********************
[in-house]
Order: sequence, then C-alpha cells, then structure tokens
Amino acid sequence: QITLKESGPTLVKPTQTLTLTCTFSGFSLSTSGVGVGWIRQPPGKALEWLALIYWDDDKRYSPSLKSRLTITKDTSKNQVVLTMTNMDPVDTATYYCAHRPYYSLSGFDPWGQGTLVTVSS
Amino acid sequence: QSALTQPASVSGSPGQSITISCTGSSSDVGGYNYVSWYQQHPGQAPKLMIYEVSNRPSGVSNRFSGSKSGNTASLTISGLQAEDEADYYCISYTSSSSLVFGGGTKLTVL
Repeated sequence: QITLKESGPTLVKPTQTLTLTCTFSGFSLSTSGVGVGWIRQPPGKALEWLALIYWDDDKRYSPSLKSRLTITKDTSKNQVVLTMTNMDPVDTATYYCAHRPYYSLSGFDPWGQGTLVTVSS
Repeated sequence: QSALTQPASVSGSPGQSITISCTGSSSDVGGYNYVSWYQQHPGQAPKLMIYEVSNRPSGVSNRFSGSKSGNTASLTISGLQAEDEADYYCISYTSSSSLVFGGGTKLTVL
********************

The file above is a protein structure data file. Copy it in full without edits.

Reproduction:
[in-house]
Order: sequence, then C-alpha cells, then structure tokens
Amino acid sequence: QITLKESGPTLVKPTQTLTLTCTFSGFSLSTSGVGVGWIRQPPGKALEWLALIYWDDDKRYSPSLKSRLTITKDTSKNQVVLTMTNMDPVDTATYYCAHRPYYSLSGFDPWGQGTLVTVSS
Amino acid sequence: QSALTQPASVSGSPGQSITISCTGSSSDVGGYNYVSWYQQHPGQAPKLMIYEVSNRPSGVSNRFSGSKSGNTASLTISGLQAEDEADYYCISYTSSSSLVFGGGTKLTVL
Repeated sequence: QITLKESGPTLVKPTQTLTLTCTFSGFSLSTSGVGVGWIRQPPGKALEWLALIYWDDDKRYSPSLKSRLTITKDTSKNQVVLTMTNMDPVDTATYYCAHRPYYSLSGFDPWGQGTLVTVSS
Repeated sequence: QSALTQPASVSGSPGQSITISCTGSSSDVGGYNYVSWYQQHPGQAPKLMIYEVSNRPSGVSNRFSGSKSGNTASLTISGLQAEDEADYYCISYTSSSSLVFGGGTKLTVL